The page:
The Samuel School of Engineering at the University of California, Los Angeles (UCLA) has developed Advanced Robotic Technology for Enhanced Mobility and Stability (ARTEMIS), a state-of-the-art humanoid robot. The robot will travel to Bordeaux, France, in July to compete in the 2023 RoboCup soccer match, according to a press release from the university on Friday.
The key innovation to achieving this great balance between walking on rough terrain and the ability to run—get off the ground with both feet,” said Dennis Hong, UCLA professor of mechanical and aerospace engineering and director.
“This is the first robot of its kind.” The main innovation of the robot is that its actuators, which are machines that use energy to create movement, are specially designed to act like biological muscles.
Unlike the rigid position-controlled actuators used in most robots, these are flexible and force-controlled.
ARTEMIS: The World’s Fastest Robot
Researchers at UCLA’s Robotics and Mechanisms Lab, or RoMeLa, developed the robot as a general-purpose humanoid robot that focuses on bipedal locomotion on rough terrain.
It can sprint, jump, and walk on uneven and unstable surfaces. The robot weighs 85 pounds and
feet, 8 inches tall. Even if Artemis is pushed hard or disturbed, it can maintain stability.
ARTEMIS has been timed to walk 2.1 meters per second in laboratory tests, making it the world’s fastest-walking humanoid robot, according to UCLA researchers.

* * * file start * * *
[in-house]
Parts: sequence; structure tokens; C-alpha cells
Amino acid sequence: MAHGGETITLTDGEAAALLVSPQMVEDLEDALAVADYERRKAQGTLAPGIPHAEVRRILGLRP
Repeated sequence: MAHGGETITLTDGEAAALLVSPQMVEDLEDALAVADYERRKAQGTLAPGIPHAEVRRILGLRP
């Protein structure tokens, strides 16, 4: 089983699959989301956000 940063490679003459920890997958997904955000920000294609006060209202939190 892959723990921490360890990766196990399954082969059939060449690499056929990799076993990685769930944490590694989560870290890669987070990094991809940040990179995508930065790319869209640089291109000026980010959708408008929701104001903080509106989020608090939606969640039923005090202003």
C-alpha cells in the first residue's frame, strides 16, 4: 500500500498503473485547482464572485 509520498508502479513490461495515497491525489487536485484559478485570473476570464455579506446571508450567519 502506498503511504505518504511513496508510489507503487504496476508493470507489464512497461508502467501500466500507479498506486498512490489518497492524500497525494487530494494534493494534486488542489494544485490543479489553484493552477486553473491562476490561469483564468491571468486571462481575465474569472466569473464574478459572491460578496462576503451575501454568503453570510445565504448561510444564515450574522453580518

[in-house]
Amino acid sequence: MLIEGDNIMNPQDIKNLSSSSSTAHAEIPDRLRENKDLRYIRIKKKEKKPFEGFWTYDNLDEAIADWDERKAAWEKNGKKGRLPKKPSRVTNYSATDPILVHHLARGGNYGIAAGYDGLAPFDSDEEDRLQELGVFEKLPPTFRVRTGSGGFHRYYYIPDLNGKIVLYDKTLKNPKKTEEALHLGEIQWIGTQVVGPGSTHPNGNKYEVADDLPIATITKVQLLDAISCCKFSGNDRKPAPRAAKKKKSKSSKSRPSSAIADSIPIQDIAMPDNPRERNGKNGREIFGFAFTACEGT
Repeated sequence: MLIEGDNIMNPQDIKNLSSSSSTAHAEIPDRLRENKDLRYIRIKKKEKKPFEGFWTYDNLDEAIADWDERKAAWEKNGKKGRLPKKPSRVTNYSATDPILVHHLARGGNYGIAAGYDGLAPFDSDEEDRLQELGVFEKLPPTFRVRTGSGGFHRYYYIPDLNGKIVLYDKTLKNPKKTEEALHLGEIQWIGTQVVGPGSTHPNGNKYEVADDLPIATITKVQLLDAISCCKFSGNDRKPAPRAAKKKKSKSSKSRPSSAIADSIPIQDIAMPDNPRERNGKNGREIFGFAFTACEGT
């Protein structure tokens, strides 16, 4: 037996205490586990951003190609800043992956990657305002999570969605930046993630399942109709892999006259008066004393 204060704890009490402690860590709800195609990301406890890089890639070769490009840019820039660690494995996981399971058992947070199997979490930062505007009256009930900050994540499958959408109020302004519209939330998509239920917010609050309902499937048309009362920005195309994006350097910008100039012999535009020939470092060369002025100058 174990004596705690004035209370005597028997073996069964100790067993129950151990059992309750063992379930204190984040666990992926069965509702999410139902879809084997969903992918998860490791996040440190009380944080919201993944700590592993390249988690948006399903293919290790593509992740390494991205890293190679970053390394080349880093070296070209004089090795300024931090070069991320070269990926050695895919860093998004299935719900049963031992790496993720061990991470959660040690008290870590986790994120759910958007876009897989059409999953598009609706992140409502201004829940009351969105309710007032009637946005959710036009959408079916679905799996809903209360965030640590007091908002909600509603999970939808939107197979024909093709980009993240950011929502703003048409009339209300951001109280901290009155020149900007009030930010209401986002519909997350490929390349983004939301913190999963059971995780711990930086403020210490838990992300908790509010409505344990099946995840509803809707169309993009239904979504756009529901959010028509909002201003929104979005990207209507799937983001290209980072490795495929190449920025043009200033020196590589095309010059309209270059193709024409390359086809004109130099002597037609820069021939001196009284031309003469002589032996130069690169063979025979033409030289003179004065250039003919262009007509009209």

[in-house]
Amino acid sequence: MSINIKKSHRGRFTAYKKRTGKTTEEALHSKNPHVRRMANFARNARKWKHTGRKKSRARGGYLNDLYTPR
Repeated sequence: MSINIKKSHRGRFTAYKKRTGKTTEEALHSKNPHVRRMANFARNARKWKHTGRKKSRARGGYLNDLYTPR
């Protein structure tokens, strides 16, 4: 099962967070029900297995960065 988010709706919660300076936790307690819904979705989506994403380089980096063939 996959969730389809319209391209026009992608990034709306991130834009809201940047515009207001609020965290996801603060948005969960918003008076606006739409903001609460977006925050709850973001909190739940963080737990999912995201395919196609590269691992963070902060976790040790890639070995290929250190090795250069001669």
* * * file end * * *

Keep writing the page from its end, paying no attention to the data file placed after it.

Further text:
It is believed to be only the third humanoid robot overall and the first to be created in an academic setting.
The fact that the ARTEMIS actuators are electrically actuated rather than hydraulically controlled, using a change in fluid pressure to produce motion, is another major advance.
Since hydraulic systems are notorious for leaking fluids, this is also cleaner, quieter, and more efficient than robots using hydraulic drives.
Preparing for RoboCup
Student scientists tested ARTEMIS on regular walks around the UCLA campus to prepare it for RoboCup. At UCLA Intramural Field
They will thoroughly evaluate the robot’s running and football abilities in the coming weeks.
RoboCup is an international scientific conference where robots present their skills in various categories.
“We are very excited to take ARTEMIS to field trials here at UCLA and see this as an opportunity to promote science, technology, engineering, and mathematics to a much wider audience,” Hong said in a press release.
Two hundred and thirty-two supporters contributed more than $118,000 to the creation of ARTEMIS through UCLA Spark crowdfunding. Funding from the Office of Marine Research helped.